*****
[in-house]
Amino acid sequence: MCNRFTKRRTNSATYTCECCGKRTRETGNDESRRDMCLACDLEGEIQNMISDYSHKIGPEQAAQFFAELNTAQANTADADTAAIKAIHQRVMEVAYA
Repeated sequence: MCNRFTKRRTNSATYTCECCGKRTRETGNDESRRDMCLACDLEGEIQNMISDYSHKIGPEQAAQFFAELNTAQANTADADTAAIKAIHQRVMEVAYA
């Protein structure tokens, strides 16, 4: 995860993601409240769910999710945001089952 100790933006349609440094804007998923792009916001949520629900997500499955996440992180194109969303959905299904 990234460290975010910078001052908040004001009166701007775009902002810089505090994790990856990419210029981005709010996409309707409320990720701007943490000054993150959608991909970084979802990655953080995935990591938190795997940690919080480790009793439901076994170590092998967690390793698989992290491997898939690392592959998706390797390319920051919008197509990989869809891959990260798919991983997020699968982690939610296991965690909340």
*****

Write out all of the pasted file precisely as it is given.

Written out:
[in-house]
Amino acid sequence: MCNRFTKRRTNSATYTCECCGKRTRETGNDESRRDMCLACDLEGEIQNMISDYSHKIGPEQAAQFFAELNTAQANTADADTAAIKAIHQRVMEVAYA
Repeated sequence: MCNRFTKRRTNSATYTCECCGKRTRETGNDESRRDMCLACDLEGEIQNMISDYSHKIGPEQAAQFFAELNTAQANTADADTAAIKAIHQRVMEVAYA
């Protein structure tokens, strides 16, 4: 995860993601409240769910999710945001089952 100790933006349609440094804007998923792009916001949520629900997500499955996440992180194109969303959905299904 990234460290975010910078001052908040004001009166701007775009902002810089505090994790990856990419210029981005709010996409309707409320990720701007943490000054993150959608991909970084979802990655953080995935990591938190795997940690919080480790009793439901076994170590092998967690390793698989992290491997898939690392592959998706390797390319920051919008197509990989869809891959990260798919991983997020699968982690939610296991965690909340």